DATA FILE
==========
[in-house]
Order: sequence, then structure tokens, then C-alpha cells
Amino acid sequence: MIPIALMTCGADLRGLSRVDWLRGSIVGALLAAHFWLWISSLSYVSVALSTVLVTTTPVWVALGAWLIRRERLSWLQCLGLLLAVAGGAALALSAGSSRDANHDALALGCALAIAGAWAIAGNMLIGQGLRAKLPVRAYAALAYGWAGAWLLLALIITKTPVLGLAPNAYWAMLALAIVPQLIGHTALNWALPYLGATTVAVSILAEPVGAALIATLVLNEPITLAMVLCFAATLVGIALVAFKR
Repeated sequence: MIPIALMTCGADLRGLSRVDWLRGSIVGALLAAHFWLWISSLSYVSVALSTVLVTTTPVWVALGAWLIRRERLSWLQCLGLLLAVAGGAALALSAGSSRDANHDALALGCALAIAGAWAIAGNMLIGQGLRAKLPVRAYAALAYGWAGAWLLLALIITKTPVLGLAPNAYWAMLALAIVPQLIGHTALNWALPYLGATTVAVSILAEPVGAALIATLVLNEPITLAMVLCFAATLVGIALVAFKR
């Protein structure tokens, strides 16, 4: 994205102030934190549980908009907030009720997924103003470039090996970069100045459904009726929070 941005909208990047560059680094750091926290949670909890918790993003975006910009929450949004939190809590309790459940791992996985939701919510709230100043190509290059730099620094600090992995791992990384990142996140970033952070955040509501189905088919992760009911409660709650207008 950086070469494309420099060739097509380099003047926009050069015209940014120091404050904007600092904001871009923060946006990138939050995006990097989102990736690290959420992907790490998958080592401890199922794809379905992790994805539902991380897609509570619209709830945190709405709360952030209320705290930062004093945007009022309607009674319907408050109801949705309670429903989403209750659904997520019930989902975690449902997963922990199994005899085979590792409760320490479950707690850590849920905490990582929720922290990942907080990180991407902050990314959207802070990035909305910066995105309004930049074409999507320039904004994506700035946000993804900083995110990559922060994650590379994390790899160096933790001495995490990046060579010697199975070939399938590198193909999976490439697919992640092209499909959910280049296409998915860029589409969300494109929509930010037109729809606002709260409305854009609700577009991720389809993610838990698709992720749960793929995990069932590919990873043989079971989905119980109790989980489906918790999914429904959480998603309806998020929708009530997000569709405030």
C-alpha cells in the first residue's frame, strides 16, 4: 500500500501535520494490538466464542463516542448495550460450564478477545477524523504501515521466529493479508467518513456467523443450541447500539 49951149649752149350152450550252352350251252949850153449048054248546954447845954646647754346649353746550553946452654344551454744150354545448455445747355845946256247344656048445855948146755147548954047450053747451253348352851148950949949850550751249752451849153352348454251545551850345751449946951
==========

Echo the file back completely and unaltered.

[in-house]
Order: sequence, then structure tokens, then C-alpha cells
Amino acid sequence: MIPIALMTCGADLRGLSRVDWLRGSIVGALLAAHFWLWISSLSYVSVALSTVLVTTTPVWVALGAWLIRRERLSWLQCLGLLLAVAGGAALALSAGSSRDANHDALALGCALAIAGAWAIAGNMLIGQGLRAKLPVRAYAALAYGWAGAWLLLALIITKTPVLGLAPNAYWAMLALAIVPQLIGHTALNWALPYLGATTVAVSILAEPVGAALIATLVLNEPITLAMVLCFAATLVGIALVAFKR
Repeated sequence: MIPIALMTCGADLRGLSRVDWLRGSIVGALLAAHFWLWISSLSYVSVALSTVLVTTTPVWVALGAWLIRRERLSWLQCLGLLLAVAGGAALALSAGSSRDANHDALALGCALAIAGAWAIAGNMLIGQGLRAKLPVRAYAALAYGWAGAWLLLALIITKTPVLGLAPNAYWAMLALAIVPQLIGHTALNWALPYLGATTVAVSILAEPVGAALIATLVLNEPITLAMVLCFAATLVGIALVAFKR
């Protein structure tokens, strides 16, 4: 994205102030934190549980908009907030009720997924103003470039090996970069100045459904009726929070 941005909208990047560059680094750091926290949670909890918790993003975006910009929450949004939190809590309790459940791992996985939701919510709230100043190509290059730099620094600090992995791992990384990142996140970033952070955040509501189905088919992760009911409660709650207008 950086070469494309420099060739097509380099003047926009050069015209940014120091404050904007600092904001871009923060946006990138939050995006990097989102990736690290959420992907790490998958080592401890199922794809379905992790994805539902991380897609509570619209709830945190709405709360952030209320705290930062004093945007009022309607009674319907408050109801949705309670429903989403209750659904997520019930989902975690449902997963922990199994005899085979590792409760320490479950707690850590849920905490990582929720922290990942907080990180991407902050990314959207802070990035909305910066995105309004930049074409999507320039904004994506700035946000993804900083995110990559922060994650590379994390790899160096933790001495995490990046060579010697199975070939399938590198193909999976490439697919992640092209499909959910280049296409998915860029589409969300494109929509930010037109729809606002709260409305854009609700577009991720389809993610838990698709992720749960793929995990069932590919990873043989079971989905119980109790989980489906918790999914429904959480998603309806998020929708009530997000569709405030």
C-alpha cells in the first residue's frame, strides 16, 4: 500500500501535520494490538466464542463516542448495550460450564478477545477524523504501515521466529493479508467518513456467523443450541447500539 49951149649752149350152450550252352350251252949850153449048054248546954447845954646647754346649353746550553946452654344551454744150354545448455445747355845946256247344656048445855948146755147548954047450053747451253348352851148950949949850550751249752451849153352348454251545551850345751449946951